Poker in Asia: a busted flush? For over a decade, Asia has been touted as the region where the next – and most explosive – poker boom will occur, and yet the spark has failed to fully ignite. So how much appetite is there still for poker in the Far East and what’s holding the game back?
en years ago, more than 300 poker professionals and amateurs congregated in the fourth-floor ballroom at the Meritus Mandarin Hotel in Singapore. With a buy-in of $5,000 and a first-place prize of $451,700, this was the first real poker event of significance in the Far East and the inaugural leg of the new Asian Poker Tour (APT). Three days later, one man was left standing as businessman, philanthropist and notorious poker player Antanas Guoga, known simply as ‘Tony G’, was crowned champion. The gregarious Australian promptly (and unexpectedly) donated half his winnings to charity and handed the trophy depicting a ‘Merlion’ – Singapore’s tourism symbol – to runner up and local player Joshua Ang so that it stayed in the country. This tournament was a big deal in poker circles back in November 2006 as it was seen as a potential catalyst to expand the game to a new frontier and the world’s most populous continent. At the time, the socalled ‘poker boom’ was in full swing in the US (despite UIGEA being signed into law in October) and much of Europe, as millions of people were discovering the game. Meanwhile, Macau was soon earning a reputation for playing host to some of the biggest cash games in the world where high-stakes professionals and super-wealthy businessman locked horns over pots worth millions of dollars. And it wouldn’t be long before PokerStars launched the Asia Pacific Poker Tour (APPT) to complement its successful European Poker Tour (EPT). Legal issues Yet in the ten years following that APT event in Singapore, poker has never truly taken off in the Far East; a couple of obvious major reasons being that online poker is illegal in most countries while landbased poker rooms and poker events are not that widespread. In fact, poker still barely gets a look in compared with baccarat in gambling’s epicenter, Macau. “Given that Macau is the world’s gambling hub with the best casinos in the world, it should follow that Macau would lead the way in poker, but it does not,” says APT CEO Jeff Mann. “To put things into perspective, there is one independent poker room in Manila that on any night runs more poker cash tables than the total of all poker tables available in Macau. “The root cause for this is the imposed and strictly regulated gaming table cap for all casinos in Macau, so it would be career suicide right now for a casino executive to even suggest replacing a few profitable baccarat tables to establish a small poker room.” Mann says eradicating the table cap makes logical sense. “This would encourage casinos to expand their product offering to customers and would immediately open the door to major poker event organizers like APT, WPT [World Poker Tour] and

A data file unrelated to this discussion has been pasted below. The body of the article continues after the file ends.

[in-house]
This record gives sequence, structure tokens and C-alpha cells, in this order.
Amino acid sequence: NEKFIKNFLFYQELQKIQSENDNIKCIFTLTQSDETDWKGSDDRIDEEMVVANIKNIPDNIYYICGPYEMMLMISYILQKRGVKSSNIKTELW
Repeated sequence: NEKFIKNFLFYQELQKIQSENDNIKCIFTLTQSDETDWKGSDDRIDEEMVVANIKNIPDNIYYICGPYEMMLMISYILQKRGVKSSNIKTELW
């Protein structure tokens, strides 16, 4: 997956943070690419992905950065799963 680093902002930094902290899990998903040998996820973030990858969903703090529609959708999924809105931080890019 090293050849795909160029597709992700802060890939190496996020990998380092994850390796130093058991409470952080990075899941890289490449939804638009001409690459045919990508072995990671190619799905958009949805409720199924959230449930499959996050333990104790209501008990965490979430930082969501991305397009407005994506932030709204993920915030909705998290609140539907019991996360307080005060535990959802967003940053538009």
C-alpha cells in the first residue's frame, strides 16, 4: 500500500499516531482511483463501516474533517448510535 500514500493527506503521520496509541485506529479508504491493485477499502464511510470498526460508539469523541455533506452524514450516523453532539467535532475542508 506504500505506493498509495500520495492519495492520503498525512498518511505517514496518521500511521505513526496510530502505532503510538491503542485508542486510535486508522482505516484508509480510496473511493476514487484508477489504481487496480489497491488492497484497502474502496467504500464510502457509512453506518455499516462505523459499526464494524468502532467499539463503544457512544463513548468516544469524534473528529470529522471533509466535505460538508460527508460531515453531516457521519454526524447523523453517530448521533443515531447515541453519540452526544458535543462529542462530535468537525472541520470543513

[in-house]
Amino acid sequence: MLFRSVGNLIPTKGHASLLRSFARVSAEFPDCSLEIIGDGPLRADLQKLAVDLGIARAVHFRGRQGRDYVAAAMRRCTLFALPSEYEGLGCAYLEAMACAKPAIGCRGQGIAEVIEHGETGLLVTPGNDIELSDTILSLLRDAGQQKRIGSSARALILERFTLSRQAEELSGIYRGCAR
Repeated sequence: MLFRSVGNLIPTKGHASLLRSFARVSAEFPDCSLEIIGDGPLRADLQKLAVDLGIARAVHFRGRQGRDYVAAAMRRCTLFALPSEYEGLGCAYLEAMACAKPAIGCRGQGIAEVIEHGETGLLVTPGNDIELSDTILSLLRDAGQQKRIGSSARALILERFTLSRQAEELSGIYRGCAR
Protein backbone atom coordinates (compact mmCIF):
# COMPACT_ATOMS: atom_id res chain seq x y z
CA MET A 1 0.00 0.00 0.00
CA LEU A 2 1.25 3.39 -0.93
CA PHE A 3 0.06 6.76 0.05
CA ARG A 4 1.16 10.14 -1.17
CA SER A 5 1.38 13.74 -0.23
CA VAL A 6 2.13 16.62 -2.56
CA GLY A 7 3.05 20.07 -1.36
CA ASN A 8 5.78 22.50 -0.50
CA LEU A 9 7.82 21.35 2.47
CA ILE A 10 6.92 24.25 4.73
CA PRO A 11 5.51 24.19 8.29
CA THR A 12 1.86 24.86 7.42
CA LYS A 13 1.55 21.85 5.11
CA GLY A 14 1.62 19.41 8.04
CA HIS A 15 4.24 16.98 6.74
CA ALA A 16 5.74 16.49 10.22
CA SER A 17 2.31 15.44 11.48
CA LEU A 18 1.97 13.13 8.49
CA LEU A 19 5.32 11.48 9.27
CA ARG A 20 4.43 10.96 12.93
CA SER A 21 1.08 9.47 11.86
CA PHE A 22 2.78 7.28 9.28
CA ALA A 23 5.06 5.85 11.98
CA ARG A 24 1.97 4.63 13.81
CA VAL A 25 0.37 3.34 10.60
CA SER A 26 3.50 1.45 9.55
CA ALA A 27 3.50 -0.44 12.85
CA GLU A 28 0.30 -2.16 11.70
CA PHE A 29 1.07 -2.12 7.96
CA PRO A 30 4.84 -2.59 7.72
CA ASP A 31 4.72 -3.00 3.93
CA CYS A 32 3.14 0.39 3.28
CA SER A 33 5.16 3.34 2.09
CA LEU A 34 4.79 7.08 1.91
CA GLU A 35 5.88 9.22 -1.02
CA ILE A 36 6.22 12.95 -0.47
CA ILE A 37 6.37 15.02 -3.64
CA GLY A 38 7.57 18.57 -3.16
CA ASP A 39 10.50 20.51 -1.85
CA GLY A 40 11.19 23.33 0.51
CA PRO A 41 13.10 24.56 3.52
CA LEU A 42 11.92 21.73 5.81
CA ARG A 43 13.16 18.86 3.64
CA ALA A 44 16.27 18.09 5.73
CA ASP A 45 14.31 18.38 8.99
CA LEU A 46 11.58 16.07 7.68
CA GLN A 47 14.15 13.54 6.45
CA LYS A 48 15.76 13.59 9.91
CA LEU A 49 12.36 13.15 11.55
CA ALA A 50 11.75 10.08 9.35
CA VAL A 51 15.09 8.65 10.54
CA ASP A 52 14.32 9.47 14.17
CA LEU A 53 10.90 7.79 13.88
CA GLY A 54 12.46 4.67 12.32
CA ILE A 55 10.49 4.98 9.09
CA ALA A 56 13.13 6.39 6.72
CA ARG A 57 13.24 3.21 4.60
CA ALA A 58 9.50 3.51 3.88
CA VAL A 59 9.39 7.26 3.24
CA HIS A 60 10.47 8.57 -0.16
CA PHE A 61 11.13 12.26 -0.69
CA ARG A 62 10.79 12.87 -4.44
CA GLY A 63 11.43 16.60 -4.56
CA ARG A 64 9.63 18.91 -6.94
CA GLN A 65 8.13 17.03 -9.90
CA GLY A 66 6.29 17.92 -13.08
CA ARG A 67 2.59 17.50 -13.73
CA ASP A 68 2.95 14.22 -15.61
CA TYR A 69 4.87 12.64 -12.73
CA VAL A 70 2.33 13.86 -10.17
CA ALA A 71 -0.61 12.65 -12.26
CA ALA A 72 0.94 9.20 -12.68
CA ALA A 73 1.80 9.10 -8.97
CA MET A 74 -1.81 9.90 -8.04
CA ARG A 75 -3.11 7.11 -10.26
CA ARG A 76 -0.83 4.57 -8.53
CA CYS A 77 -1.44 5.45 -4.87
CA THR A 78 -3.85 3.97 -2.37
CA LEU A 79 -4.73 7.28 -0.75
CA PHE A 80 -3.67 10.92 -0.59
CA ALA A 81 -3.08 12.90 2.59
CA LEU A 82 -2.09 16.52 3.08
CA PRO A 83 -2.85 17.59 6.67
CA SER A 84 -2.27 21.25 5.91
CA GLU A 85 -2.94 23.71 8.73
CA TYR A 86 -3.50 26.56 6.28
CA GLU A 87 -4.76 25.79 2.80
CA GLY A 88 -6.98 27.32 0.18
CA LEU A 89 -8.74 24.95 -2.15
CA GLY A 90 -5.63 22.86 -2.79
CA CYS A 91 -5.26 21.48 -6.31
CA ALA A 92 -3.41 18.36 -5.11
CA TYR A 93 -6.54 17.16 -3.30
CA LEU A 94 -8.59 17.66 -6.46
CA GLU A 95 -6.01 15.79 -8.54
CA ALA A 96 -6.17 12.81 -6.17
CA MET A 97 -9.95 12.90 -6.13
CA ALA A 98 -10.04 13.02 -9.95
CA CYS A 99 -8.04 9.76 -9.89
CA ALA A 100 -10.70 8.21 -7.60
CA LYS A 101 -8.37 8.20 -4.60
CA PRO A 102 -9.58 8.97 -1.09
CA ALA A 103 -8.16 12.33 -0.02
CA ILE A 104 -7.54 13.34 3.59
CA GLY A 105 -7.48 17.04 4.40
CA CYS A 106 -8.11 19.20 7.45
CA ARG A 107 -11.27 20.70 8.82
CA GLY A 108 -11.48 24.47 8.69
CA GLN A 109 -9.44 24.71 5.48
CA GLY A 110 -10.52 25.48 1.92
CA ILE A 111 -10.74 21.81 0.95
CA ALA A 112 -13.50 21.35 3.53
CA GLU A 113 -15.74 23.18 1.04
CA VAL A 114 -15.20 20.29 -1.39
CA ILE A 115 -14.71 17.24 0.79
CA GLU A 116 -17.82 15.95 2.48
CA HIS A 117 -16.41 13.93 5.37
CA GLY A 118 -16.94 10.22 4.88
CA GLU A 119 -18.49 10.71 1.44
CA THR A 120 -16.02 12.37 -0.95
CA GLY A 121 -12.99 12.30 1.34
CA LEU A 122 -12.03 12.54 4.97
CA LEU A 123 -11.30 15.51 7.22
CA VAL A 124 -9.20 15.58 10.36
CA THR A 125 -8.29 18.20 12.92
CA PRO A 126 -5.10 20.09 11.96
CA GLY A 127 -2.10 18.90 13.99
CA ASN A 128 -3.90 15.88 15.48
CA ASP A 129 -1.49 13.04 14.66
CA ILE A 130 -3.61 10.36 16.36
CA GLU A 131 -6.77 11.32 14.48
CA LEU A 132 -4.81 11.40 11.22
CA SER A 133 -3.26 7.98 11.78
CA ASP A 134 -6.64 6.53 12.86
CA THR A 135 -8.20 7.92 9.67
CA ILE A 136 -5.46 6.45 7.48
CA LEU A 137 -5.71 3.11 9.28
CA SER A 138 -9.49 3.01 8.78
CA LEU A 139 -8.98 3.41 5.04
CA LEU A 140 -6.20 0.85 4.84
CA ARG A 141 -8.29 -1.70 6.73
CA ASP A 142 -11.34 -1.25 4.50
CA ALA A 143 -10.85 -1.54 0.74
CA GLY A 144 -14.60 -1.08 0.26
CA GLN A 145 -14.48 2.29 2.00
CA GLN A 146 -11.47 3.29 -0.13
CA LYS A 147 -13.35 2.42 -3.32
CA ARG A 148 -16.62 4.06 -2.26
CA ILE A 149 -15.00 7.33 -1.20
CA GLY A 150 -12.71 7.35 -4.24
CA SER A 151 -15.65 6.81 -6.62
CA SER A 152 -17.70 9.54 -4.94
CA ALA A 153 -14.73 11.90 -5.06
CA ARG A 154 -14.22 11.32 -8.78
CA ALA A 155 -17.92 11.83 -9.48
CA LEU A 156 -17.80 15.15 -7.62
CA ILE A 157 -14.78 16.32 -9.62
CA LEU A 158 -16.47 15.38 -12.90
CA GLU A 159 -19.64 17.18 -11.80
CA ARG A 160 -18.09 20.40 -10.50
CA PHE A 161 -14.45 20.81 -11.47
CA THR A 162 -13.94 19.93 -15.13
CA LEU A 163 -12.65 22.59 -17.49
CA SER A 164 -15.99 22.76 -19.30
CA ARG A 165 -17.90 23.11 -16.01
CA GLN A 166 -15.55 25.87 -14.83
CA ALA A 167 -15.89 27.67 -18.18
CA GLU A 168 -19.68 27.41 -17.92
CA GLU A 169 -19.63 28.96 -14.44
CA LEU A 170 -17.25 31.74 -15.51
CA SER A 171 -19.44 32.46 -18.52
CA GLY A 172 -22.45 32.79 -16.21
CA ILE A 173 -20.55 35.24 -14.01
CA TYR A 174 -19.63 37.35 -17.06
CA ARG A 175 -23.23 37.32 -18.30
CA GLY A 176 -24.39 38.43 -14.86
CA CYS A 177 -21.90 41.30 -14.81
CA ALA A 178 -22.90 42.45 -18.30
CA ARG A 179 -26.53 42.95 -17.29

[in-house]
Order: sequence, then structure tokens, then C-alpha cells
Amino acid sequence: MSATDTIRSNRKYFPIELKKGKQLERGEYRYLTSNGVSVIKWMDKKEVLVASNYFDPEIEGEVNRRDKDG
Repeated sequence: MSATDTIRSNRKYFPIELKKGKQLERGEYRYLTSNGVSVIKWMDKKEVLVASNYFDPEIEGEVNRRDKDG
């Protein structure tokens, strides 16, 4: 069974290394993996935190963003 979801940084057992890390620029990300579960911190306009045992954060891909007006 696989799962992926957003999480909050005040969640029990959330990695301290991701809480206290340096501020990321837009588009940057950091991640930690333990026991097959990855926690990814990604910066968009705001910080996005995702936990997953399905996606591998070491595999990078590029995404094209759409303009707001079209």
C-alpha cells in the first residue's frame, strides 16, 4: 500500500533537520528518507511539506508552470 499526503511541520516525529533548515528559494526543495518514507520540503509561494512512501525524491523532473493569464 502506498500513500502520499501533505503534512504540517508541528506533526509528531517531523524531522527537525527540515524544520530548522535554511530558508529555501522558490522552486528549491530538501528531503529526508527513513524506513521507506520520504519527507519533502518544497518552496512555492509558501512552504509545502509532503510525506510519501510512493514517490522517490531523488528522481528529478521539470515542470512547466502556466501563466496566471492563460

Asia Gaming Briefings | November 2016